I’m left wondering why we aren’t asking the children what they think? They are being taught acceptance and diversity in an age-appropriate way. Are they genuinely left confused? Or just more open to the variety of the world? Discrimination can be taught—but so can tolerance.
Since December 2018, a new purge of LGBTQ people has begun in Chechnya, a conservative territory in southern Russia, governed by the religious tyrant Ramzan Kadyrov. While world governments and mainstream media outlets have failed to take significant actions to sanction Russia and protect queer Chechens, a growing number of LGBTQ activists across the U.S., Europe, and Russia, have been raising their voice in protest. One of the most prominent activist groups expressing solidarity with Chechnya’s LGBTQ community is the New York City based Voices 4.
“We’re having a vigil with RUSA LGBT this coming Sunday outside the Russian consulate in New York,” Wyatt Harms, a Voices 4 activist, told Screen Shot. “There will also be a simultaneous vigil happening in Belgium that’s led by recently escaped queer Chechens. And so it will be a global vigil to commemorate what is happening in Chechnya and draw attention to our solidarity with our LGBTQ people there.”
News about the persecution of Chechnya’s queer population emerged in April 2017, when an independent Russian newspaper, the Novaya Gazeta, began reporting about the kidnapping, detaining, torturing, and murder of men and women suspected to be gay. Reports indicated that victims are often lured through gay dating apps, and that many have been turned in or murdered by members of their own family (encouraged to do so by the extremist regime). Since then, dozens of LGBTQ people have been murdered and hundreds detained.
As word began to circulate about the most recent ongoing purge of Chechen queers, Voice4 members joined forces with RUSA LGBT (the Russian Speaking American LGBT Association) and called an emergency meeting at New York City’s LGBT centre, where plans for Sunday’s upcoming vigil were discussed. Present at the meeting was exiled Russian professor Lyosha Gorshkov, who currently presides over RUSA LGBT. Gorshkov, providing information from ‘the inside’, stated that the mainstream media continuously downplays the tragedy unfolding in Chechnya, and that the number of victims in reality is much higher than official reports indicate.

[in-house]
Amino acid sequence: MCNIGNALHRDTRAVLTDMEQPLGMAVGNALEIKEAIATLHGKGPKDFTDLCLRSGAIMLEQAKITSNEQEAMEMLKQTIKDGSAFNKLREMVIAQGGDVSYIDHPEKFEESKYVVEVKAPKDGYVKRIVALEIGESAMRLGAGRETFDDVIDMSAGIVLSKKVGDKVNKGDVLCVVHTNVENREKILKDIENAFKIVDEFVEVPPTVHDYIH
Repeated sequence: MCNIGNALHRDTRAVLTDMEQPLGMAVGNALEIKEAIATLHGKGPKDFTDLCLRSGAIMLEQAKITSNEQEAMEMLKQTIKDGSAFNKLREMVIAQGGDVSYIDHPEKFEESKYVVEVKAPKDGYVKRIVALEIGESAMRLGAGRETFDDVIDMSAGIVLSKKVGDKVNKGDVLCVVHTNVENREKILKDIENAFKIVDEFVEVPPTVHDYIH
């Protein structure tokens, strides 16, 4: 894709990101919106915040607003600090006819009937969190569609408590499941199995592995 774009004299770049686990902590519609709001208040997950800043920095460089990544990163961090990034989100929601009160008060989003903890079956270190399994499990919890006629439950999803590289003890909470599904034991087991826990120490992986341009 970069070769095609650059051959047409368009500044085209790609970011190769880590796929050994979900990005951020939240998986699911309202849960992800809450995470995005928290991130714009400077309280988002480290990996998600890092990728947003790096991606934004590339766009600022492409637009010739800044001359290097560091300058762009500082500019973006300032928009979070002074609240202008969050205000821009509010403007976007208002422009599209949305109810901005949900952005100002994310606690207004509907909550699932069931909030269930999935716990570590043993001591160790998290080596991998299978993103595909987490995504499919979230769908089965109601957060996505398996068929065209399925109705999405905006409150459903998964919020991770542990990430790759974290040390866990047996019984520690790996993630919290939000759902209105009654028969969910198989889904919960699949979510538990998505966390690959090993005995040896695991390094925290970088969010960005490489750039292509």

Gorshkov further claimed that seeing as world governments and the United Nations are both reluctant and unable to force Putin to crack down on Kadyrov’s murderous anti-LGBTQ campaign, the best way to help at the moment would be to express solidarity with queer people in Chechnya and show them as well as the Russian government that the world is watching. Gorshkov added that donating to organisations operating on the ground will also be extremely helpful, as they smuggle first aid and other necessary supplies to victims.
Word about Sunday’s rally is rapidly spreading across social media, and particularly on Instagram, a tool proving to be significantly useful for Voices 4’s organisers to get their message across and recruit supporters.
“Our organisation began on Instagram,” says Adam Eli, writer and co-founder of Voices 4, “I posted and said we’re gonna do this march, and if you wanna come plan with us then you can come meet us at this time and place. We always made sure we created a new graphic to post each week, and that way it sort of snowballed. IG has been an extremely powerful tool.”
“Especially because we’re not seeing much press coverage, social media is a really good way for an activist group like us to disseminate information,” says Harms, “People turn to social media as another medium to see what’s happening in the world, and when mainstream press won’t cover what’s happening in Chechnya to the degree that we like, we can step in and help educate our followers and other people we interact with online about what’s happening and how they can get involved.”
Voices 4’s message is clear: now is the time to rally the LGBTQ community worldwide, as well as its allies, and raise awareness of the atrocities unfolding in Chechnya. We must show queer Chechens that they aren’t forgotten, and remind the Russian government that the heinous crimes committed against LGBTQ people on its territory aren’t going unnoticed.
Those of you tuning in from New York City, bundle up and attend Sunday’s rally which will be held across from the Russian Consulate at E9 91st Street, NY from 1:00-2:00 PM EST. Those of you who cannot attend the vigil, please visit Voices 4’s Instagram page and share their posts calling for action. For donations, please visit the website of the Russian LGBT Network, or Venmo @Voices4-.